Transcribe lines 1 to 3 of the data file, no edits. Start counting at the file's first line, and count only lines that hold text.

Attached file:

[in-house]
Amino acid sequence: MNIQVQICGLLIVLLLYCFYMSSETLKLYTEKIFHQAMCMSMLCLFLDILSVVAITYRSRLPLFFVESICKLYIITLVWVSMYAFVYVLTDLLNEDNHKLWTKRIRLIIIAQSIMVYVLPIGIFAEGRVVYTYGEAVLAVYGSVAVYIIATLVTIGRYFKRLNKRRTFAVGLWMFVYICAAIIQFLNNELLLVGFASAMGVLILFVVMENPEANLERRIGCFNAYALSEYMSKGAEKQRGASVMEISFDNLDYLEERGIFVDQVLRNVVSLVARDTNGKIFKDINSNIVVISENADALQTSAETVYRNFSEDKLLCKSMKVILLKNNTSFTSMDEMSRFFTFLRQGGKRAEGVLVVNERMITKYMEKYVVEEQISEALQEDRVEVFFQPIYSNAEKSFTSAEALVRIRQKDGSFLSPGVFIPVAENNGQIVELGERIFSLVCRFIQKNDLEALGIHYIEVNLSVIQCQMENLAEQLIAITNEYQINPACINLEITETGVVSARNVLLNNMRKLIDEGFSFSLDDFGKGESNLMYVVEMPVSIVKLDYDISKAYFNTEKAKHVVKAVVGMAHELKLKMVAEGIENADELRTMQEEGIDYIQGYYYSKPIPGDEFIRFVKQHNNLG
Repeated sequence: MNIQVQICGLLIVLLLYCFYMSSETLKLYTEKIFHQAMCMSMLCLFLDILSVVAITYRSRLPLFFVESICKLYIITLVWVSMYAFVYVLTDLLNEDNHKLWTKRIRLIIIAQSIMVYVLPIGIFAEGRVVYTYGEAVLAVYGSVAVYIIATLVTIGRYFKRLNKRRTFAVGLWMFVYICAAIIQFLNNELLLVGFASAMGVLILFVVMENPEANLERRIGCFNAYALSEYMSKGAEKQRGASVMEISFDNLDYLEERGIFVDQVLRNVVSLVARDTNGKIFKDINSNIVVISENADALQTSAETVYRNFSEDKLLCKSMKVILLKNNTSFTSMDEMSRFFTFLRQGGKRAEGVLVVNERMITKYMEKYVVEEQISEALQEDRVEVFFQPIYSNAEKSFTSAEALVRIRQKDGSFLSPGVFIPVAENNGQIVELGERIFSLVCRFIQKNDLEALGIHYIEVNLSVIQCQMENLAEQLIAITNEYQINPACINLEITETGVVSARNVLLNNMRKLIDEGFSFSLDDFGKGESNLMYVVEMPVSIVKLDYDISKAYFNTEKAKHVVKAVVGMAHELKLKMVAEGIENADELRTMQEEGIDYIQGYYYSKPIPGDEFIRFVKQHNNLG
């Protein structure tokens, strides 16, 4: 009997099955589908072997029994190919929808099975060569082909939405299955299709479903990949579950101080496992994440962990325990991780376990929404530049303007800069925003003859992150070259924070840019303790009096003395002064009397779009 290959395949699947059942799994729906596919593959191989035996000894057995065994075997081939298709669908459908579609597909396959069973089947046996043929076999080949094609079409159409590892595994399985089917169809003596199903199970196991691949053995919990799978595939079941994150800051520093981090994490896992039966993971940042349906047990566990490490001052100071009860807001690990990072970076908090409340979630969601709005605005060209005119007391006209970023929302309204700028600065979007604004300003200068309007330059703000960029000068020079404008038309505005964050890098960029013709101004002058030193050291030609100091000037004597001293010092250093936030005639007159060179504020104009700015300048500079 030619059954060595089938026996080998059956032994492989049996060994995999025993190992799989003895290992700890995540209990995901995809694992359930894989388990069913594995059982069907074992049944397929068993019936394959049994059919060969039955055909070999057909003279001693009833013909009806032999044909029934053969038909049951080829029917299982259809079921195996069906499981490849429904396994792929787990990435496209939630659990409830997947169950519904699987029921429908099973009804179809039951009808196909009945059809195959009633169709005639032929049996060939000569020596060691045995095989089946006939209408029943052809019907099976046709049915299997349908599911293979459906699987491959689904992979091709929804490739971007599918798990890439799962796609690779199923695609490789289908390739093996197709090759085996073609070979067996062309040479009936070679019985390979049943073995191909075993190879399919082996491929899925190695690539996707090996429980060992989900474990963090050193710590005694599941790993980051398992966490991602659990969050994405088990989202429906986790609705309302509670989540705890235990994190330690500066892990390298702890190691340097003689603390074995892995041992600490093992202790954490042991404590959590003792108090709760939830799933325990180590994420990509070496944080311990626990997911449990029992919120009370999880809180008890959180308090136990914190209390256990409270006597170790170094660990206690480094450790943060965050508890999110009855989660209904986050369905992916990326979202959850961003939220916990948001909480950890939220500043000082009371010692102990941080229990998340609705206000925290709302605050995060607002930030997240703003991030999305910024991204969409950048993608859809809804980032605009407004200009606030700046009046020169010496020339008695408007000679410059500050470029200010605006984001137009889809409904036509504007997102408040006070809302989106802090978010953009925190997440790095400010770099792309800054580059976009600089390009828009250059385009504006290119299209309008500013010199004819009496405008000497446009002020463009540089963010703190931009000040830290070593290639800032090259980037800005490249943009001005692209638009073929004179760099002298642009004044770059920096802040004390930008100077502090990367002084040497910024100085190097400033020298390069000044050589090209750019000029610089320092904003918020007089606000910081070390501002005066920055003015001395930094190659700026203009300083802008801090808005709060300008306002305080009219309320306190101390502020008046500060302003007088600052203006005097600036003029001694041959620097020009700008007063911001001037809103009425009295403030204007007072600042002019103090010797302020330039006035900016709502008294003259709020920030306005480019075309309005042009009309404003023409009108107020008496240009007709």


[in-house]
Amino acid sequence: MNIQVQICGLLIVLLLYCFYMSSETLKLYTEKIFHQAMCMSMLCLFLDILSVVAITYRSRLPLFFVESICKLYIITLVWVSMYAFVYVLTDLLNEDNHKLWTKRIRLIIIAQSIMVYVLPIGIFAEGRVVYTYGEAVLAVYGSVAVYIIATLVTIGRYFKRLNKRRTFAVGLWMFVYICAAIIQFLNNELLLVGFASAMGVLILFVVMENPEANLERRIGCFNAYALSEYMSKGAEKQRGASVMEISFDNLDYLEERGIFVDQVLRNVVSLVARDTNGKIFKDINSNIVVISENADALQTSAETVYRNFSEDKLLCKSMKVILLKNNTSFTSMDEMSRFFTFLRQGGKRAEGVLVVNERMITKYMEKYVVEEQISEALQEDRVEVFFQPIYSNAEKSFTSAEALVRIRQKDGSFLSPGVFIPVAENNGQIVELGERIFSLVCRFIQKNDLEALGIHYIEVNLSVIQCQMENLAEQLIAITNEYQINPACINLEITETGVVSARNVLLNNMRKLIDEGFSFSLDDFGKGESNLMYVVEMPVSIVKLDYDISKAYFNTEKAKHVVKAVVGMAHELKLKMVAEGIENADELRTMQEEGIDYIQGYYYSKPIPGDEFIRFVKQHNNLG
Repeated sequence: MNIQVQICGLLIVLLLYCFYMSSETLKLYTEKIFHQAMCMSMLCLFLDILSVVAITYRSRLPLFFVESICKLYIITLVWVSMYAFVYVLTDLLNEDNHKLWTKRIRLIIIAQSIMVYVLPIGIFAEGRVVYTYGEAVLAVYGSVAVYIIATLVTIGRYFKRLNKRRTFAVGLWMFVYICAAIIQFLNNELLLVGFASAMGVLILFVVMENPEANLERRIGCFNAYALSEYMSKGAEKQRGASVMEISFDNLDYLEERGIFVDQVLRNVVSLVARDTNGKIFKDINSNIVVISENADALQTSAETVYRNFSEDKLLCKSMKVILLKNNTSFTSMDEMSRFFTFLRQGGKRAEGVLVVNERMITKYMEKYVVEEQISEALQEDRVEVFFQPIYSNAEKSFTSAEALVRIRQKDGSFLSPGVFIPVAENNGQIVELGERIFSLVCRFIQKNDLEALGIHYIEVNLSVIQCQMENLAEQLIAITNEYQINPACINLEITETGVVSARNVLLNNMRKLIDEGFSFSLDDFGKGESNLMYVVEMPVSIVKLDYDISKAYFNTEKAKHVVKAVVGMAHELKLKMVAEGIENADELRTMQEEGIDYIQGYYYSKPIPGDEFIRFVKQHNNLG